Chairs Thompson and Maloney Request Information from DHS IG on Efforts to Conceal Department Employee Misconduct
Letter raises concern over unpublished IG report on sexual misconduct and harassment by DHS employees and concealed findings on domestic abuse
(WASHINGTON) – Today, Rep. Carolyn B. Maloney, Chairwoman of the Committee on Oversight and Reform, and Rep. Bennie G. Thompson, Chairman of the Committee on Homeland Security, sent a letter to Department of Homeland Security (DHS) Inspector General Joseph Cuffari, requesting documents and information related to reported efforts by the Inspector General’s office to delay or conceal findings of domestic abuse and sexual harassment by DHS employees. The letter follows a bipartisan staff briefing, at which officials at DHS Office of Inspector General (OIG) refused to commit to a timeline for releasing a report on sexual misconduct and harassment of DHS employees, which the office began four years ago. The Chairs’ letter raises concerns about the Inspector General’s ability to ensure accountability and transparency of government programs and operations as required under the Inspector General Act of 1978.
“We are investigating disturbing reports that under your leadership, the Department of Homeland Security Office of Inspector General (DHS OIG) sought to censor findings of domestic abuse and sexual harassment by DHS employees. According to public reporting, your office removed key findings from draft investigation reports that described misconduct by DHS employees involving domestic violence, and your office delayed releasing a separate report on pervasive sexual harassment within DHS. These reports, along with a recent briefing your office provided to staff from our Committees, raise concerns about your ability to independently and effectively perform your duties as Inspector General,” wrote the Chairs.
On April 5, 2022, the Project on Government Oversight (POGO) released documents indicating that the DHS OIG removed alarming evidence that DHS had failed to adequately address and discipline instances of domestic violence by its employees in the report titled, “DHS Components Have Not Fully Complied with the Department’s Guidelines for Implementing the Lautenberg Amendment,” before its publication on November 13, 2020.
Additional reporting from the New York Times also revealed that the DHS OIG objected to including findings in another report on sexual misconduct and harassment that discussed DHS agencies’ use of individual cash payments in the hundreds of thousands of dollars to settle harassment cases and suggested that this finding be removed from the report. The still-unpublished report found that out of 28,000 DHS employees surveyed, more than 10,000 reported experiencing sexual harassment and misconduct in the workplace.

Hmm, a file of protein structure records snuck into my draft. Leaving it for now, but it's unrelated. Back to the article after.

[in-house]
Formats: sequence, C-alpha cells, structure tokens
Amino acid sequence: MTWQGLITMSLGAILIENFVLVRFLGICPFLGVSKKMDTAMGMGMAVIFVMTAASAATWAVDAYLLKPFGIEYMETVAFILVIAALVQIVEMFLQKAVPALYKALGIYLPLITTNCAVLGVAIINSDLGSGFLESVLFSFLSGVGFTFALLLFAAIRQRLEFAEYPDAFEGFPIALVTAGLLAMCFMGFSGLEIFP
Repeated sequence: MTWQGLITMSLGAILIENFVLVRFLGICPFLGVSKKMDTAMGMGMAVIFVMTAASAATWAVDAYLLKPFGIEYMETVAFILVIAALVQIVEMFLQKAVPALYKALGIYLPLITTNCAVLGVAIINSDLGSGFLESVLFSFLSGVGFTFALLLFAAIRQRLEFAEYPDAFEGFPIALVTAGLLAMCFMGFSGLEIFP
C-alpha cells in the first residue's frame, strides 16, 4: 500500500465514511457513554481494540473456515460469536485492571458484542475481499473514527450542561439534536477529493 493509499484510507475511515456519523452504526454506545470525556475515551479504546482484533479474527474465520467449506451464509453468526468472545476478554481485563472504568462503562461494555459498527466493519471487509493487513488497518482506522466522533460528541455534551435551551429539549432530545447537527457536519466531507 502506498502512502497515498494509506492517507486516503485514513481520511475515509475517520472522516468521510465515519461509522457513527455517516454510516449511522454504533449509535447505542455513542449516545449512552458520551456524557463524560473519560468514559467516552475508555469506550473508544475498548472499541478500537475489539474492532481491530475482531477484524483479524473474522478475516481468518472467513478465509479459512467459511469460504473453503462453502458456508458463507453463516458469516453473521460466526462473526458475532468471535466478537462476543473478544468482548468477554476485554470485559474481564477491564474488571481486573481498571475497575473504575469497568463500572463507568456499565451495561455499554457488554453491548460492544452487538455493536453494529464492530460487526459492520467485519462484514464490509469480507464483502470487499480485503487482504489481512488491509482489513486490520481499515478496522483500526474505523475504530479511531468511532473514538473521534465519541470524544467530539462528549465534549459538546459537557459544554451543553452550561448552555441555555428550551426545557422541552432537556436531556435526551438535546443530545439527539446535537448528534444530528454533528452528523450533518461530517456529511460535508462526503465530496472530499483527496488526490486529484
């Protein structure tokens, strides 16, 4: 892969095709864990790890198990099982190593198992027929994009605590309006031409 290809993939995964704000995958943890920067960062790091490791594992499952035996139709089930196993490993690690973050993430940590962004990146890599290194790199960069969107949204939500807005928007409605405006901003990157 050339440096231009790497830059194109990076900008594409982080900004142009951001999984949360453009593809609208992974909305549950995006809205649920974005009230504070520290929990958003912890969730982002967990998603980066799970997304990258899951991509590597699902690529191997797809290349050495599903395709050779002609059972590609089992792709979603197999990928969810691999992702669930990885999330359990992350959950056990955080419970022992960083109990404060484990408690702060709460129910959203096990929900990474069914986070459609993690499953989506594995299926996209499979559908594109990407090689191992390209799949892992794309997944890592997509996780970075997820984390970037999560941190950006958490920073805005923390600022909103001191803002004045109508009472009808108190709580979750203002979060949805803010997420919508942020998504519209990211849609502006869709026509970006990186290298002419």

Following the POGO and New York Times reporting, the Committees requested and received a bipartisan briefing by DHS OIG officials on April 20, 2022, regarding these alarming reports and raised concerns about the report on sexual misconduct and harassment of DHS employees remaining unpublished.
“Despite the fact that the review began almost four years ago, and was approved by your Office of Counsel, quality assurance staff, and several high-level DHS OIG officials in 2020, the final report remains unpublished. During a staff briefing on April 20, 2022, your staff could not provide a timeline for when this report would be released. DHS OIG staff asserted during this briefing that the facts removed from these reports were already known to DHS, implying that there was no need for them to be included,” wrote the Chairs.
The Committee’s letter requests that the DHS OIG provide all documents by May 24, 2022.
On March 26, 2020, Chairs Maloney and Thompson both sent letters to IG Cuffari on shortcomings in OIG’s review of the deaths of two children in the custody of Customs and Border Protection, as well as issues with Mr. Cuffari’s leadership as Inspector General—including concerns that he has distanced himself from and delayed critical reports.
In the past, Congress has investigated allegations of wrongdoing within the Inspector General’s office, including in a bipartisan fashion. Bipartisan Senate investigations found evidence of misconduct by former Acting and Deputy Inspector General Charles Edwards, including that he: (1) used taxpayer funded travel as a pretext for personal travel; (2) failed to disclose his wife’s hiring and thereby impaired the independence of a DHS OIG audit; and (3) instructed subordinates to work on personal matters during official time.
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Adam Comis (Homeland Security): 202-225-9978
Nelly Decker (Oversight and Reform): 202-226-5181
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